Paradox: Followers Who Are Leaders

There’s a paradox in discipleship. A paradox is something that seems contradictory at first glance, but is actually true. Here’s a discipling paradox: If we are to follow Christ, we have to lead. It actually makes sense in a biblical framework. All disciples, according to Jesus in Matthew, Luke and John are to follow him. And Jesus also said, in his final declaration to all of us as disciples, go lead people in becoming disciples. Follow or lead? It is both/and. We are bondservants, true followers of Christ throughout our lives. And as bondservants, we are trainers and developers of others just beginning to evaluate Christ, just starting to follow and surrender to Christ. In other words, we lead too.

If you lead in a Christian community you owe your people more than just budgets, activities, sermons and management of assets. Here is the core of Christ’s discipling: Jesus told us to make disciples, and from that work, he would take care of building his church. We lead in ways to raise up disciples, Jesus is in charge of the church growth. So another paradox emerges: If you want to grow a church, stop growing it and start discipling it.

What does it mean exactly, to “start discipling it”? The “it” after all, is a community, not a person. Leaders must create what is to be followed. In other words, people do not so much follow what they’re told to do – they imitate and practice do what their leaders actions demonstrate. Individuals develop by observing what is going on around them, seeing what is true and good and right and doing that.

Leaders owe their community lives that offer answers in the face of today’s current events. For example, what should we expect of a disciple as we hear from people about the Supreme Court’s decision to nullify Federal control of abortion? What ought disciples think and say in light of the roller coaster ride of the markets – the stocks, bonds, currencies? What should disciples say, think and do about the murderous grind of a Russian kleptocrat inflicting war, starvation and nuclear bribery on the globe?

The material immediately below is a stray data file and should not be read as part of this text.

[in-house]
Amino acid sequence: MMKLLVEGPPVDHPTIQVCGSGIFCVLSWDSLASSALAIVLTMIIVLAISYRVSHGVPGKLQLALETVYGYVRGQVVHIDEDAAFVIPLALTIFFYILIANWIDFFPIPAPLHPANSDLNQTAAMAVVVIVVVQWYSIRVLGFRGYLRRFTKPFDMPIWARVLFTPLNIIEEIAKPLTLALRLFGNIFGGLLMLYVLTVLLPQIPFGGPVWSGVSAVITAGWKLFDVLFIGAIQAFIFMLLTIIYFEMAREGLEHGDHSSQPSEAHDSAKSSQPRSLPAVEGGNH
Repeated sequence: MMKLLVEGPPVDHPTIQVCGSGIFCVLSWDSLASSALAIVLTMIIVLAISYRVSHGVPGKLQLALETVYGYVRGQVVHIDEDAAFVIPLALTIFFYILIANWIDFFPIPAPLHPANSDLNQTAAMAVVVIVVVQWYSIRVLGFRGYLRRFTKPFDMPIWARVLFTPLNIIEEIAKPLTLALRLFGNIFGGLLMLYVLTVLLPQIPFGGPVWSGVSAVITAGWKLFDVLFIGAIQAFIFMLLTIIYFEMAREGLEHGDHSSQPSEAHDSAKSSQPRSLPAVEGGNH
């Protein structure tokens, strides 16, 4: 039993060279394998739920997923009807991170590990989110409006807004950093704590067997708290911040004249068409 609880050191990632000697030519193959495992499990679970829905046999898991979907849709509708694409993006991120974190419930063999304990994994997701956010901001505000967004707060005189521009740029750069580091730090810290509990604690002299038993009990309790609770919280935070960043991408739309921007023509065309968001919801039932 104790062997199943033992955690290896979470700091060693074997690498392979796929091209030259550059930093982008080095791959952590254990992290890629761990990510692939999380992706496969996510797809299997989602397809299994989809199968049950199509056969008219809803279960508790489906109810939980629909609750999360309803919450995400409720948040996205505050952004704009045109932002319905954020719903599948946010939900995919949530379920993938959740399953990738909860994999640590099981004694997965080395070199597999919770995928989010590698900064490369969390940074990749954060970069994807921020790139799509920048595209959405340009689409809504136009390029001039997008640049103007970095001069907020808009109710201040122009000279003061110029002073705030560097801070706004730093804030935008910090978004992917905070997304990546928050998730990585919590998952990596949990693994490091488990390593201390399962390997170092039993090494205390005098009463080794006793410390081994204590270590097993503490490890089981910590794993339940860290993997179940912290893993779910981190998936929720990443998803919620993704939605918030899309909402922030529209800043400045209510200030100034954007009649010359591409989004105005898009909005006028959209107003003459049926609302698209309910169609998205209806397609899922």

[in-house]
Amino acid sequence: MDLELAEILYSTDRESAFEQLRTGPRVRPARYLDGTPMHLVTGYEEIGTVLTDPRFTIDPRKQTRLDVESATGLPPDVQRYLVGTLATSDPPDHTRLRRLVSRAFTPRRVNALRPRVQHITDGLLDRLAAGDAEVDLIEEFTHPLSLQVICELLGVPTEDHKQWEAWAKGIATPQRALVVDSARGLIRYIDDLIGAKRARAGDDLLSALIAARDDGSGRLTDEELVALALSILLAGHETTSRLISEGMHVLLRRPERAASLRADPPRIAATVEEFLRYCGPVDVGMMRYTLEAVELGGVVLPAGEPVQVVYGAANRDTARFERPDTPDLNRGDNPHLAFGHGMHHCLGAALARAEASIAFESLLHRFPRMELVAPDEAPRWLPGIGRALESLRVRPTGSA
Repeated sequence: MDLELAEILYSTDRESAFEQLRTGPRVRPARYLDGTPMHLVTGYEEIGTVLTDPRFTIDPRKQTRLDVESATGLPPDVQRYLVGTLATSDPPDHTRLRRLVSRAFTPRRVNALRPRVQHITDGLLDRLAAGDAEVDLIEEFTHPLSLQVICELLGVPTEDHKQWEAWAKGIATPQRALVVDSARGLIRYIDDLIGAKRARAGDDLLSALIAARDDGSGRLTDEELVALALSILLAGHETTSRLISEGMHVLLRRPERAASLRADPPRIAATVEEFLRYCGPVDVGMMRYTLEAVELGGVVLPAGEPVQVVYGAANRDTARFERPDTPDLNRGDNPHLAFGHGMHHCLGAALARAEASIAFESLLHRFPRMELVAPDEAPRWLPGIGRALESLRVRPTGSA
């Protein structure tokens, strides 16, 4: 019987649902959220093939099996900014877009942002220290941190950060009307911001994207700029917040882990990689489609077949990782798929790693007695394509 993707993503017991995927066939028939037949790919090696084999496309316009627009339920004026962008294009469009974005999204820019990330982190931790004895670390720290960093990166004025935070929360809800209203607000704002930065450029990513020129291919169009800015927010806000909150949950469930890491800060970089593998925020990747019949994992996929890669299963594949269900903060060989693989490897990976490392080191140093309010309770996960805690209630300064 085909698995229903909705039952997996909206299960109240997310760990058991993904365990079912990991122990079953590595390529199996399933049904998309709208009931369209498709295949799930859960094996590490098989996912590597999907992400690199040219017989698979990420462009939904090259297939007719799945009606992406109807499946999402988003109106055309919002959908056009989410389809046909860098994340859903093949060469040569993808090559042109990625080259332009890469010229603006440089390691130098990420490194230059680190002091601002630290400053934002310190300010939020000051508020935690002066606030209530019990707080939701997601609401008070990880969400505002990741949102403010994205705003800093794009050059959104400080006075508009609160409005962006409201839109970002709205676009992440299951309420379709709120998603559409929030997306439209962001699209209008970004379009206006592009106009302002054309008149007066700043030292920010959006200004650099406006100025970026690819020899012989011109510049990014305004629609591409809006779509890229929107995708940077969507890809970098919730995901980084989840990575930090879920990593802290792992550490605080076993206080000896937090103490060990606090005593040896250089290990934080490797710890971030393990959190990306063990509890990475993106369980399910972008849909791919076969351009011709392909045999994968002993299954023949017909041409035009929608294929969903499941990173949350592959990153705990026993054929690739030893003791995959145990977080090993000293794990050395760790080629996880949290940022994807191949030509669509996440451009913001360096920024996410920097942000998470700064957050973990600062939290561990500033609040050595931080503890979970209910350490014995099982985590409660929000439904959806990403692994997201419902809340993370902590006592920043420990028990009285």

The traditional answer is to offer platitudes. Leaders chanting phrases like “Go to church, read your Bible and pray.” These are good and noble things of course, even if the mountains, as the Psalmist says, “are melting into the sea”. But the traditional way, the chants, do not develop disciples who can function on the street, interact at the office and engage in the academies. Here’s where the societies we live in are talking, discussing and ranting:

  • From The New York Times: Abortion – Life with Roe – Life after Roe
  • The Wall Street Journal: Market Whipsaws
  • The LA Times: Russia’s Ukrainian Pogroms
  • From Barna Research: Burnout Among Pastors

Have leaders in your Christian community prepared disciples to operate in these times? Not as in canned answers and outrage – but as followers of Christ. Are your people developed in a community that builds muscle memory against the traditional and societal chants? Ask yourself what Christ expects of his disciples, out there, engaged with the “harassed and helpless” people as issues like these surge around them? What are we teaching disciples? How are bondservants of Christ to behave in such times? Are we teaching disciples that their first reaction to the Court’s ruling on abortion should be glee and comeuppance? Are we teaching disciples to fear and fret and hoard as the markets shake and rattle? Are we coaching disciples to build hatred and nationalistic pride against the evils of Putin? And are we cultivating disciples who make toxic the consumeristic environments that their pastors and staffs have to try to survive in?

What are we hoping to convey and instill into followers of Christ? Some leaders aren’t convinced they’re supposed to convey anything other than attend a few meetings and maybe teach a class, or deliver a sermon. The culture of modern Western Christianity is more like that – just go to church and figure out being a disciple for yourself. The leaders will take care of the budgets, and the people are there to attend and give – keeping the outside world from screwing up the way we look at things inside our church walls. That’s traditional. But it is not biblical.

We are not all evangelists, but every single believer in Christ is required to be a bondservant, unconditionally surrendered to Jesus of Nazareth. And the biblical not-so-fine print that comes with that? People who can reason, with gentleness and respect in their social circles, salt and light in a dark and weary land. That takes a discipling culture in your Christian community. How to move from the traditional to the biblical? Welcome to The Disciple Dilemma.

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